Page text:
Today is a holiday here in the United States (Martin Luther King Day, for those of you outside the US) and naturally, this means a slow news day. That also means some articles can get more attention than others. That seems to be happening with an opinion column that was posted on Sunday on Forbes (well, it was on Forbes, but they must have thought it was crap too and have now pulled the post) which is not only innaccurate, but provides false contexts into Microsoft's current state.
The column was written by Adam Hartung, a managing partner at the consulting firm Spark Partners. Hartung has been highly critical of Microsoft in general, and CEO Steve Ballmer in particular, in the past. He wrote a May 2012 column for Forbes which called Ballmer "the worst CEO of a large publicly traded American company." (Forbes has since pulled the post but Hautung's own blog reprints the article).
His newest attack claims that people should sell off their stock in Microsoft ASAP. Why? Hartung cites numbers that show PC sales were declining in the fourth quarter of 2012. However, he doesn't mention the fact that part of the reason was that many Windows 8 specific touch screen notebooks and tablets were in short supply in the final quarter of the year. Indeed, many PC makers say their sales numbers were at or close to what they had expected.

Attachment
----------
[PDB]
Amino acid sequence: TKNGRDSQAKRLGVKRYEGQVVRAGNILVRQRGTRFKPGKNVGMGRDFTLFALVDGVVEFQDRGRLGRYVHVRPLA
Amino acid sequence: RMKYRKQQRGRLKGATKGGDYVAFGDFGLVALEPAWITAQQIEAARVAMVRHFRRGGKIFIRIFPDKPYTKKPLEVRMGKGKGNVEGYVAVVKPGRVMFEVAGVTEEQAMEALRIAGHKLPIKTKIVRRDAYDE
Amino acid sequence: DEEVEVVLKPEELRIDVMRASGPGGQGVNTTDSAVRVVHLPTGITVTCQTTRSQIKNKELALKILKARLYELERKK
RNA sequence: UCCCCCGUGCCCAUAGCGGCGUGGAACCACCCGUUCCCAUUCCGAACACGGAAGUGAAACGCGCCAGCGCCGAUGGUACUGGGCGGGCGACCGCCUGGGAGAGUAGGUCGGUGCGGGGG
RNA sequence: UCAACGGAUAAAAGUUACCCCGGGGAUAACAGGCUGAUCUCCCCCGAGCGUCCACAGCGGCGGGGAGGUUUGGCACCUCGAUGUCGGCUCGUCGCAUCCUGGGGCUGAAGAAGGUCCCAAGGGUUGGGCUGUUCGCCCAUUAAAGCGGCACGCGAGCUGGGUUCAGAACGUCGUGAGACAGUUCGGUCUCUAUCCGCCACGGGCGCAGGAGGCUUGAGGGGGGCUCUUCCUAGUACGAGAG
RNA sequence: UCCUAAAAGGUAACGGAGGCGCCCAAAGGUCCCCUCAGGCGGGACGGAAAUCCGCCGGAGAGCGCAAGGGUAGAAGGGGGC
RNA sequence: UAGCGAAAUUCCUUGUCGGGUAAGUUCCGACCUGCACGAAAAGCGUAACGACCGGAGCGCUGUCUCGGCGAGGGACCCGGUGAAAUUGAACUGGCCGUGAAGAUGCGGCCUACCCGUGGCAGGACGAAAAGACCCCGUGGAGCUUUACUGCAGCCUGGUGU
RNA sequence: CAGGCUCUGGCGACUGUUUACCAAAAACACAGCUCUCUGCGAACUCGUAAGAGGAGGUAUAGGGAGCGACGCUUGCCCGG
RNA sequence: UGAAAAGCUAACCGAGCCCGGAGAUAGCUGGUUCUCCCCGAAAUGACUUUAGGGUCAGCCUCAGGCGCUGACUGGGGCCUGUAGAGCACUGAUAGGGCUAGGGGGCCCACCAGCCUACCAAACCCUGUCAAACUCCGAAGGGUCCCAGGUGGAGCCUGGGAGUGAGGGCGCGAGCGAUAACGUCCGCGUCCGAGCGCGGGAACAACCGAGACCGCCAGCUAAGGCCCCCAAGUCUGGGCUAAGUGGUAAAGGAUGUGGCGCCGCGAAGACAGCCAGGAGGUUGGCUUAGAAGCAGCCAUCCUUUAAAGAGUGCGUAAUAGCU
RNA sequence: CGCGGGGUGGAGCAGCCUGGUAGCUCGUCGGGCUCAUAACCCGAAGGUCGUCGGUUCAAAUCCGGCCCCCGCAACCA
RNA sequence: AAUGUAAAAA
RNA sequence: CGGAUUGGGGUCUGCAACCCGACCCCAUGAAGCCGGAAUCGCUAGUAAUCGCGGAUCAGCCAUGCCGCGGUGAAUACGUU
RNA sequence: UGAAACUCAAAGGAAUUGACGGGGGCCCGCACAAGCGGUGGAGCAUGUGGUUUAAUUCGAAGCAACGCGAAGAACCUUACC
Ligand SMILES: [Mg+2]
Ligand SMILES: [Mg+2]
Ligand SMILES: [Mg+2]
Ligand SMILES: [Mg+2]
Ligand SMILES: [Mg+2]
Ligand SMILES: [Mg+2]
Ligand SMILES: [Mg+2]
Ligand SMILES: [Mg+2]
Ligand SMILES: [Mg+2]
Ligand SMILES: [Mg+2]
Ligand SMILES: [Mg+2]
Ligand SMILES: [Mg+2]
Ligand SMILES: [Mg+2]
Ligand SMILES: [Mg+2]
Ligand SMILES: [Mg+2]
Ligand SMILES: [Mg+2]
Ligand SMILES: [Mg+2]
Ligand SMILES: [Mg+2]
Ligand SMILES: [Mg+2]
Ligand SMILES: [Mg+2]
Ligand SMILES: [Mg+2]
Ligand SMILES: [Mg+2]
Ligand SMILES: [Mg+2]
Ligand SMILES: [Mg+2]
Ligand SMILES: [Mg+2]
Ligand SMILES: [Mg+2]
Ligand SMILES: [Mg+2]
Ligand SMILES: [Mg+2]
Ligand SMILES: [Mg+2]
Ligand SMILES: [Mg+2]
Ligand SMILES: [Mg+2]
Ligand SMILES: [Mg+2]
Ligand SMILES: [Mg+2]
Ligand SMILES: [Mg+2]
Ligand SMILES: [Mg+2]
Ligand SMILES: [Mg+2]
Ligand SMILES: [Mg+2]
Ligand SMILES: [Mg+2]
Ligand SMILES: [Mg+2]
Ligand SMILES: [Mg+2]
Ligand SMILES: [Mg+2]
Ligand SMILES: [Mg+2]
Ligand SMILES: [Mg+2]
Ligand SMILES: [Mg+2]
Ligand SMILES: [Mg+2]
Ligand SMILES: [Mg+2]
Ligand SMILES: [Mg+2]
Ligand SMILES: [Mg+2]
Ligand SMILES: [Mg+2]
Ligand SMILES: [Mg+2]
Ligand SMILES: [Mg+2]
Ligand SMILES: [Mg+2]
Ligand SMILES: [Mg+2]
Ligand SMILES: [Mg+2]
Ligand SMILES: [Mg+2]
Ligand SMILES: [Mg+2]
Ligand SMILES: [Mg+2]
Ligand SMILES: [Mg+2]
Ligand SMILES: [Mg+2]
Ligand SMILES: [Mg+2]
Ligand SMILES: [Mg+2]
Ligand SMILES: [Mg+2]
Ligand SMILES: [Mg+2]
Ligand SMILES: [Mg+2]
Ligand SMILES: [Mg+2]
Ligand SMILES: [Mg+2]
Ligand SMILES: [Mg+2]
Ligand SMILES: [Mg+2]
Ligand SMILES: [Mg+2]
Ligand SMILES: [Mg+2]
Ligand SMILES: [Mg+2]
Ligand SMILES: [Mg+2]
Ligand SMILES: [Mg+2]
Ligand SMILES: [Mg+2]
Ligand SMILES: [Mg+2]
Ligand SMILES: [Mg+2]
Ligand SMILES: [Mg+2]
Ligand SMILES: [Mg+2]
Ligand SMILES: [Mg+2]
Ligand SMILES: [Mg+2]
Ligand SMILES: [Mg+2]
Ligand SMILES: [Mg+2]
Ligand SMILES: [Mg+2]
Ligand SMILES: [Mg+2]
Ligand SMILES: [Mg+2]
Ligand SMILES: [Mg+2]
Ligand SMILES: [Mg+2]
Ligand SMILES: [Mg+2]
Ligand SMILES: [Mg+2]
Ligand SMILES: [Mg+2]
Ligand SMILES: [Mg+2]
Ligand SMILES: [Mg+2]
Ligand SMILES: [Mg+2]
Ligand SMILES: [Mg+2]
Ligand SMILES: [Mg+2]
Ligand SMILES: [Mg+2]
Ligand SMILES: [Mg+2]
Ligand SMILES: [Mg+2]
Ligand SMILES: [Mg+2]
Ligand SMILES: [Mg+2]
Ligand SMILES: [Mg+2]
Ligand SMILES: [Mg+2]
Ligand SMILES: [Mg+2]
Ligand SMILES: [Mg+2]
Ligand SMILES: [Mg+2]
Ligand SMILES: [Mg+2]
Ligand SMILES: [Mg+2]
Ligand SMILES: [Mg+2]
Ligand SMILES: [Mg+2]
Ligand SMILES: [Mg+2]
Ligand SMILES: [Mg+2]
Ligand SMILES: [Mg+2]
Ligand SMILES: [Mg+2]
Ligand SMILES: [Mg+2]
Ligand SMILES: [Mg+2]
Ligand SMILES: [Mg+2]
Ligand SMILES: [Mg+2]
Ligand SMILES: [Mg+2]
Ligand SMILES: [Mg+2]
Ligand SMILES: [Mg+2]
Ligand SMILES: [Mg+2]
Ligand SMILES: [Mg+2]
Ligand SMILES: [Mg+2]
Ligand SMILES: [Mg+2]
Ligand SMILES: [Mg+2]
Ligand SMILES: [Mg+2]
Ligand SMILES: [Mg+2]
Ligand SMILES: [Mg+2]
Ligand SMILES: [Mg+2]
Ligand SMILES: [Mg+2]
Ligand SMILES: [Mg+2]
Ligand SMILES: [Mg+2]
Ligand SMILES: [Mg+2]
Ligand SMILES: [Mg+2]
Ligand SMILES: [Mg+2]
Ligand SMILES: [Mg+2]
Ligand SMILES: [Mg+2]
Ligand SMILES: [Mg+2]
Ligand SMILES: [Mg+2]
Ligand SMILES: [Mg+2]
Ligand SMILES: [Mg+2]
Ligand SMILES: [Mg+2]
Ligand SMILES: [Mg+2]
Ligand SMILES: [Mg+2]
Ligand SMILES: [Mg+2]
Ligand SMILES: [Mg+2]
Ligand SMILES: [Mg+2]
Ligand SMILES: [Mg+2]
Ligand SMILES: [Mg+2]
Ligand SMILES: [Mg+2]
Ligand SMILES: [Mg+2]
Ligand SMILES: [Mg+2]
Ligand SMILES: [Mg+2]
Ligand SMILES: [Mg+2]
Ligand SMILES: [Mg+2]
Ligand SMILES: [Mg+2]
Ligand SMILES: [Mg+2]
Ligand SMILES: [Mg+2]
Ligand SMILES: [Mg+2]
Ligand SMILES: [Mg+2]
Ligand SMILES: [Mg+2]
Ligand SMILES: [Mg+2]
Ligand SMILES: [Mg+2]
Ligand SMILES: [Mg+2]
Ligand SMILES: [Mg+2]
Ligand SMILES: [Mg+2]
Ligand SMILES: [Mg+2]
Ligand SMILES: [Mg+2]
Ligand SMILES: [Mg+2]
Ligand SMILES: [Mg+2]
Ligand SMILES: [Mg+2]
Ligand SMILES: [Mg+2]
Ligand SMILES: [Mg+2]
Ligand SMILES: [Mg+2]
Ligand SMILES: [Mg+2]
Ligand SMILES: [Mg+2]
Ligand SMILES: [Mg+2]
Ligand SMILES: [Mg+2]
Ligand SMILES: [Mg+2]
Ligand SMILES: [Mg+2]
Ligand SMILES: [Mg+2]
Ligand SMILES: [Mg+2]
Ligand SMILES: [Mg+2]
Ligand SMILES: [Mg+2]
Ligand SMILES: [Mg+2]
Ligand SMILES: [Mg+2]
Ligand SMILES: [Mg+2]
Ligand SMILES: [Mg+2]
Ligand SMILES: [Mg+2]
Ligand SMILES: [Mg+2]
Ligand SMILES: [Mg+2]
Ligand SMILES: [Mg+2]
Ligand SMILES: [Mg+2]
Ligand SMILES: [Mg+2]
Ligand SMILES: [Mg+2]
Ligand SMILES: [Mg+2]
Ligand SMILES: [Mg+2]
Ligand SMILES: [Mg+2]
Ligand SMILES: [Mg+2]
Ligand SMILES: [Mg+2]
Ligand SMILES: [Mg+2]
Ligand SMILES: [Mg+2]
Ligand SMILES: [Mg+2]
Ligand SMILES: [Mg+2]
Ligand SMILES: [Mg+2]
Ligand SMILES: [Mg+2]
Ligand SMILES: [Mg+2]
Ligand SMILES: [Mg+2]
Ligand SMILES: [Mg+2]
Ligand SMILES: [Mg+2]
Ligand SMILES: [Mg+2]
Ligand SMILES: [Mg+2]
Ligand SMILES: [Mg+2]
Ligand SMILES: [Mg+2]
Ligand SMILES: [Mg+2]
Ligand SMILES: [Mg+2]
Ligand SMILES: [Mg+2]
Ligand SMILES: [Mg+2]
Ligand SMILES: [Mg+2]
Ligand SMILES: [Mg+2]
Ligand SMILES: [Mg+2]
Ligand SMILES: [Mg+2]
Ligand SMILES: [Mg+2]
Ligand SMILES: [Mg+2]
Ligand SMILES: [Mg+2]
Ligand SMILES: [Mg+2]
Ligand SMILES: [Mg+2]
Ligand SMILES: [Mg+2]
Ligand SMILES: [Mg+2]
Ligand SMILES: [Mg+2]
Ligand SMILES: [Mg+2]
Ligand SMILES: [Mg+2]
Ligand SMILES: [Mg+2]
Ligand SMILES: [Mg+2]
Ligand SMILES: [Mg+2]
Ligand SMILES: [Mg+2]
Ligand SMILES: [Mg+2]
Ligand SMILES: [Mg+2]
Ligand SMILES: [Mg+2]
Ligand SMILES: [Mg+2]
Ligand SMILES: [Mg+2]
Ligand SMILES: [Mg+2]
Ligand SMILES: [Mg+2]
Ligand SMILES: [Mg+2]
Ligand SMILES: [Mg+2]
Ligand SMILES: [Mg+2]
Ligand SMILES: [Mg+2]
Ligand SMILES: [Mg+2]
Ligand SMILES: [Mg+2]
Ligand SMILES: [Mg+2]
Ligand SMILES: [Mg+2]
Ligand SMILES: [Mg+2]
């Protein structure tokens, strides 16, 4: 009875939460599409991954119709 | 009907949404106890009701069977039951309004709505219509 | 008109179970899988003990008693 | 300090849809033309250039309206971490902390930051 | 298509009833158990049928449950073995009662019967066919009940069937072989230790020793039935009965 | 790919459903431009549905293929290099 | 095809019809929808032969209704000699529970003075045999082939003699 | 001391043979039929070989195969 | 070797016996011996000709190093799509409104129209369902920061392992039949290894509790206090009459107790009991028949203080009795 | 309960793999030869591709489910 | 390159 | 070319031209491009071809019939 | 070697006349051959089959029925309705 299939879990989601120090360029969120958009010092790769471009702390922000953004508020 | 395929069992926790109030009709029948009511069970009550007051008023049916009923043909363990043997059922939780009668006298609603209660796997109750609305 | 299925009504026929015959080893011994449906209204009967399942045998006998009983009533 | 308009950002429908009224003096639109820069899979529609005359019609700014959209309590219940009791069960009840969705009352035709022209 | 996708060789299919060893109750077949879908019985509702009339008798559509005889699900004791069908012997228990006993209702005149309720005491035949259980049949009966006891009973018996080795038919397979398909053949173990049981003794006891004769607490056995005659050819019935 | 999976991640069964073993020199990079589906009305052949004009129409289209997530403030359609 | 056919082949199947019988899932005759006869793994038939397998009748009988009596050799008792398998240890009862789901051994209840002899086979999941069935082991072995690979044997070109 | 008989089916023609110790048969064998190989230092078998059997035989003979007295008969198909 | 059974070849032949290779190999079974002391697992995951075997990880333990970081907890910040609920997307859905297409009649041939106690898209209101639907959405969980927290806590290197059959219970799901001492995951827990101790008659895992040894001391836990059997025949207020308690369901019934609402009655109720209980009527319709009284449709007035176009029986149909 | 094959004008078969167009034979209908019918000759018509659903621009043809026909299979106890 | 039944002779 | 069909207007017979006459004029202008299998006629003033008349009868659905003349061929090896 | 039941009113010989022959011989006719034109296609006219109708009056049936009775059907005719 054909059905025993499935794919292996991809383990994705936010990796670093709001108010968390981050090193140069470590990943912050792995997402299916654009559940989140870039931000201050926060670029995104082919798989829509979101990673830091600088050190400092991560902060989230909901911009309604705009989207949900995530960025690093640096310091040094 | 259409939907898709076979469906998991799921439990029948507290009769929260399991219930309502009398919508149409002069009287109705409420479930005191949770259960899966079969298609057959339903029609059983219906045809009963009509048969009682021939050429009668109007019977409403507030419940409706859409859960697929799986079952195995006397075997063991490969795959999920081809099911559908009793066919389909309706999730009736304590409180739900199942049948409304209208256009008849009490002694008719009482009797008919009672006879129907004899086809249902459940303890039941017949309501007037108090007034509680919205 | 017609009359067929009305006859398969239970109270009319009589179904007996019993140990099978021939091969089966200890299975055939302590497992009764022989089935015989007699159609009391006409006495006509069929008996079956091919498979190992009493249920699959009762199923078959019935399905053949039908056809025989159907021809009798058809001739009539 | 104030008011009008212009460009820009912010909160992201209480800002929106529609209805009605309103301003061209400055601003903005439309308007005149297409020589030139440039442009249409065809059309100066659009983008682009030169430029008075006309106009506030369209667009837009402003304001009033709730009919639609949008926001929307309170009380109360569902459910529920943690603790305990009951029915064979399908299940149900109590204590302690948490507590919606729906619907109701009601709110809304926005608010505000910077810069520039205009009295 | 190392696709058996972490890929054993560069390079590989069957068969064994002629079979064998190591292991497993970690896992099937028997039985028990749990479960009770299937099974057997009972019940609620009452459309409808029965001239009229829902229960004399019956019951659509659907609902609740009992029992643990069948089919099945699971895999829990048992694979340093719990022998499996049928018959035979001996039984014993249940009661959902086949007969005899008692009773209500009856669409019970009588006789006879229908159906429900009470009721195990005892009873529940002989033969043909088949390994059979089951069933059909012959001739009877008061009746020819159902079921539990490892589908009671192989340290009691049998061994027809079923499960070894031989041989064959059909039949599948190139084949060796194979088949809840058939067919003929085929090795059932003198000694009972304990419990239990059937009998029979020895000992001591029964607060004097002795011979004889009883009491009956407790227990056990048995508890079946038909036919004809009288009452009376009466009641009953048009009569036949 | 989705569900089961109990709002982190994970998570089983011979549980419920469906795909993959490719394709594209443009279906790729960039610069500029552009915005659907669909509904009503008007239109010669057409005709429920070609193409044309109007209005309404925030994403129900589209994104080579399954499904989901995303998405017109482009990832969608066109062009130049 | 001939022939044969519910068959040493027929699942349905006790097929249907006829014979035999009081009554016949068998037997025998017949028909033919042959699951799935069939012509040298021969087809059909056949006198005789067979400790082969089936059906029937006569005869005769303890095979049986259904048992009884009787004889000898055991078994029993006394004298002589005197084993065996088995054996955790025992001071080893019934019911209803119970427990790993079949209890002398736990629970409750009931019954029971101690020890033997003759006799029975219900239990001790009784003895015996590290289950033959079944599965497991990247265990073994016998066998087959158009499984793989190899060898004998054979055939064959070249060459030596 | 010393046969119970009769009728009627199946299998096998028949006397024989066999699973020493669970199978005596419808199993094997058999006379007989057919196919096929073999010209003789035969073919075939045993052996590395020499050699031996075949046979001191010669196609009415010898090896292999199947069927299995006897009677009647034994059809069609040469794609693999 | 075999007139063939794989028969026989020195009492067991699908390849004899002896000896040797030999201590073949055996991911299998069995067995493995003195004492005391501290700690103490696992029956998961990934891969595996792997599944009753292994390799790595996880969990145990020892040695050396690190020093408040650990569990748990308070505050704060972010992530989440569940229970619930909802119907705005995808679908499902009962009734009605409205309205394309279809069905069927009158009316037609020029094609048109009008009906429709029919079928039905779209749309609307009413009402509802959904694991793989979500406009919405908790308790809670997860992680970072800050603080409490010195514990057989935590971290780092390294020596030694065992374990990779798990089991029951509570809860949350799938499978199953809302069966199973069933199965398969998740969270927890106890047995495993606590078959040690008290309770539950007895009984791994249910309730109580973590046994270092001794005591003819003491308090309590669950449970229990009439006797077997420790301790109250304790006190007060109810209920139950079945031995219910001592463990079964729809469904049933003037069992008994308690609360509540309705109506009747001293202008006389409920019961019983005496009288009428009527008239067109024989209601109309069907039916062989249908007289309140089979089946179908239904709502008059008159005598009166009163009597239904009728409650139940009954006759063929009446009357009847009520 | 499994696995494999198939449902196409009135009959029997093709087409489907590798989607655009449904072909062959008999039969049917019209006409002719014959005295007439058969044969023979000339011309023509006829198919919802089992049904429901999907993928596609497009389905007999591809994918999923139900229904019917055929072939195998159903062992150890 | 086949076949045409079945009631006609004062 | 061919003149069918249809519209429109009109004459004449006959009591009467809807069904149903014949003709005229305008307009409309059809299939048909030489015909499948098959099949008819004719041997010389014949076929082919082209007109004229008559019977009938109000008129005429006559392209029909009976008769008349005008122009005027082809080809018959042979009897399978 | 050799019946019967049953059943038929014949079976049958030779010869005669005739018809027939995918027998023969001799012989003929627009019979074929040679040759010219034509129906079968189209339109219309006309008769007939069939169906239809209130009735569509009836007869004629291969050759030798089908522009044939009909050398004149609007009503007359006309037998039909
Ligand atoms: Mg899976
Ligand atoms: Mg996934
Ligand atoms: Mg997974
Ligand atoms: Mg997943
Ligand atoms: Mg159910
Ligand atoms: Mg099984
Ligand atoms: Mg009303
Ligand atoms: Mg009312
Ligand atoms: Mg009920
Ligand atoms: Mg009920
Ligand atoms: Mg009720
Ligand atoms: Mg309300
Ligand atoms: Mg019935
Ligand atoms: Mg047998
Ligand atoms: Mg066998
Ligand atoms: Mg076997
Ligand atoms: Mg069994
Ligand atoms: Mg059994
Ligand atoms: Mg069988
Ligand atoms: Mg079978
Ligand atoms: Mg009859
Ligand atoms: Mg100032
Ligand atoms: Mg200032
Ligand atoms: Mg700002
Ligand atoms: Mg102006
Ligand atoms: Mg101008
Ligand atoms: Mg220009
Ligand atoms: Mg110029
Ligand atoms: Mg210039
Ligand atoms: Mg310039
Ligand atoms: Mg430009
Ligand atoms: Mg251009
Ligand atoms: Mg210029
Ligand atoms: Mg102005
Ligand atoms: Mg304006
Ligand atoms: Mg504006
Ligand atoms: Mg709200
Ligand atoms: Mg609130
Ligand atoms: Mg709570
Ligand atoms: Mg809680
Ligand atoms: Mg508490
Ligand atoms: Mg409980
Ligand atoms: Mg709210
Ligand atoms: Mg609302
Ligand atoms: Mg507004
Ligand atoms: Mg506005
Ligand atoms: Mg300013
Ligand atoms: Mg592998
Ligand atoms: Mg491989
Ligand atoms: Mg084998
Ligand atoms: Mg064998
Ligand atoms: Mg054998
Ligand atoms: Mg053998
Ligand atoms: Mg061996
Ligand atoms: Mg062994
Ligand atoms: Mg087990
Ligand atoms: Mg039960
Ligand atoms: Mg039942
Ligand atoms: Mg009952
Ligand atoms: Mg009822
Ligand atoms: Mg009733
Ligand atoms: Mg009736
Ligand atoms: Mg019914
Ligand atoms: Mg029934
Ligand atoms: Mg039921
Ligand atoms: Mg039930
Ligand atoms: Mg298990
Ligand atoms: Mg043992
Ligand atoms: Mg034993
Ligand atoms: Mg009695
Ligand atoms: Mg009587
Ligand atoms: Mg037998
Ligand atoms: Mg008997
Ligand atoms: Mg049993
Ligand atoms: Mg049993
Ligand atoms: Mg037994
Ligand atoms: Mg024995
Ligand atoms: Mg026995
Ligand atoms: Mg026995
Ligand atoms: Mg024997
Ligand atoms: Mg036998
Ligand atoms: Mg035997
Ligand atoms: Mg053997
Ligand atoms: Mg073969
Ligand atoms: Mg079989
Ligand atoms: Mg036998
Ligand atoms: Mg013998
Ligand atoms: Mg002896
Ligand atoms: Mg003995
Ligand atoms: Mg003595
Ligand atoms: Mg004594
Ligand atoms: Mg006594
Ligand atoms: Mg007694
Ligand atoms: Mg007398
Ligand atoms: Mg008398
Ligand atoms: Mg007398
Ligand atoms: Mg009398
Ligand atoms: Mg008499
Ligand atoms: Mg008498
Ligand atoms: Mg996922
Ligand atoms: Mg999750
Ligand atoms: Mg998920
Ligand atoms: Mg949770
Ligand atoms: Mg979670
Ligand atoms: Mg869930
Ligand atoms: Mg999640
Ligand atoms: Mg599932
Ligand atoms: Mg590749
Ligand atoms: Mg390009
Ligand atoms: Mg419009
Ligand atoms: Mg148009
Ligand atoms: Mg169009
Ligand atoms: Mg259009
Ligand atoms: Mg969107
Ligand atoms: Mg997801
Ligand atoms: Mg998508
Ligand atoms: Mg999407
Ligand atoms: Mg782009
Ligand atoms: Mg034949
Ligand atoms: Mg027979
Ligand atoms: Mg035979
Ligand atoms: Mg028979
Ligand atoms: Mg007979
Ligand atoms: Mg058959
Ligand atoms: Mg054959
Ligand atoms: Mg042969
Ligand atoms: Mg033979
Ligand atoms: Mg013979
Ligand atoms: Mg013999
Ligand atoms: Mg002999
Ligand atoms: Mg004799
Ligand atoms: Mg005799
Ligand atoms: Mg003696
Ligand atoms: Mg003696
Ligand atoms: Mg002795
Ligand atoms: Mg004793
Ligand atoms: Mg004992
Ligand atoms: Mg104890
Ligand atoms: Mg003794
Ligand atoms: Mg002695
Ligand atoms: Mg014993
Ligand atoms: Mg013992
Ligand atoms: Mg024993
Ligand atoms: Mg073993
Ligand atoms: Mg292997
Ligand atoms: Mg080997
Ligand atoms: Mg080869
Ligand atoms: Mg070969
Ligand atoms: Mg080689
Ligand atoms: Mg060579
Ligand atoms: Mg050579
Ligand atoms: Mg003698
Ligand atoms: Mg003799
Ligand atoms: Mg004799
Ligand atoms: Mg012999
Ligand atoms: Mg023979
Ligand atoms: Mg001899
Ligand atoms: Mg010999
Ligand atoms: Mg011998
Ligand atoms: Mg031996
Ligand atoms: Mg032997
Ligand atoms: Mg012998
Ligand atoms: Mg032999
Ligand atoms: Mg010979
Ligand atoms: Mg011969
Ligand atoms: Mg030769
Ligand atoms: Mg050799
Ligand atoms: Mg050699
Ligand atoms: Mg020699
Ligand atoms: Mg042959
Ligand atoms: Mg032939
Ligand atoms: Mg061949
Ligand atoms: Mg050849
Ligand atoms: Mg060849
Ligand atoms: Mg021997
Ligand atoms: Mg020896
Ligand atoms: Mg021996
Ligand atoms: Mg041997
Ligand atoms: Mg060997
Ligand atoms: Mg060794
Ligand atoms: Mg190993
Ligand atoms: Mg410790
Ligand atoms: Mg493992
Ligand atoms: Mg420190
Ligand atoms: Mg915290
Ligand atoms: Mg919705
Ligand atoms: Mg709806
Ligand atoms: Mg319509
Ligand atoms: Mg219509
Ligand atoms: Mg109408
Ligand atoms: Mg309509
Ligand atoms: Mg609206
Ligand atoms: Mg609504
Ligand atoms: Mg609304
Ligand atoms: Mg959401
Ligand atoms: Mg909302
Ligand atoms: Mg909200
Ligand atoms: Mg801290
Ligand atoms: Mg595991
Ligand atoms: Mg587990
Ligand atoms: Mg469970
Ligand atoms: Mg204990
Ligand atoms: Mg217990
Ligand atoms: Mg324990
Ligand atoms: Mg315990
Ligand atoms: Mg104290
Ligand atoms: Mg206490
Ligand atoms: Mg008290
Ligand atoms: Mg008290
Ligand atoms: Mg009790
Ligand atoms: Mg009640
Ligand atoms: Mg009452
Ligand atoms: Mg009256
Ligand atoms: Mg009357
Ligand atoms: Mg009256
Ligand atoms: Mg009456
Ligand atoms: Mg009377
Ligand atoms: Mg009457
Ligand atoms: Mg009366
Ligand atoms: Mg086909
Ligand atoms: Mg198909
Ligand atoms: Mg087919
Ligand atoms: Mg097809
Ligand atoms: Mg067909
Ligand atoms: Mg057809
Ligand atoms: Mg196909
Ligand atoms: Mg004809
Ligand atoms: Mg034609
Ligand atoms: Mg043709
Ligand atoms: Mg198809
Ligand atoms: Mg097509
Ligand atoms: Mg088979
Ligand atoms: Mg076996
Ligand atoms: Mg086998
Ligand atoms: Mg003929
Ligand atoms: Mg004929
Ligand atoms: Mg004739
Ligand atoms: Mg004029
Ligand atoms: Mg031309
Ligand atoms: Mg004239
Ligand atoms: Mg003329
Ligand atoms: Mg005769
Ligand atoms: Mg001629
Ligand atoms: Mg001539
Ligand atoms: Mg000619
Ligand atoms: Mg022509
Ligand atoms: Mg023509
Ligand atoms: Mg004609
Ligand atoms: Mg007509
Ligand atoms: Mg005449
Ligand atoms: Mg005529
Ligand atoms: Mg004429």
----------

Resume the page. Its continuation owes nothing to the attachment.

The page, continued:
Hartung also cites unofficial numbers for the sales of Microsoft's Surface tablet at one million for the quarter. Again, he doesn't state that Microsoft had only modest sales expectations for the product, mainly because it was only sold at Microsoft Store locations for the first several weeks of its launch.
On the subject of the market share of Windows 8, Hartung claims that Windows XP still has 40 percent of the PC OS market share. As we reported today, that is flat out not true; indeed, Windows XP use has been on a rapid decline for the past year or so. Microsoft also recently announced it had sold 60 million licenses for Windows 8.
He concludes his analyst/rant by predicting that Microsoft will lay off as many as 60 percent of its team members in three years and will sell off its entertainment division, which includes its Xbox business; someone must not have shown him the huge Xbox 360 console sales numbers for the holiday season.
In short, there's no evidence to show that Microsoft is in anywhere near the apocalyptic scenario that Hartung claims is about to happen. We should learn a lot more about Microsoft's current state later this week, when the company announces its fourth quarter 2012 financial results.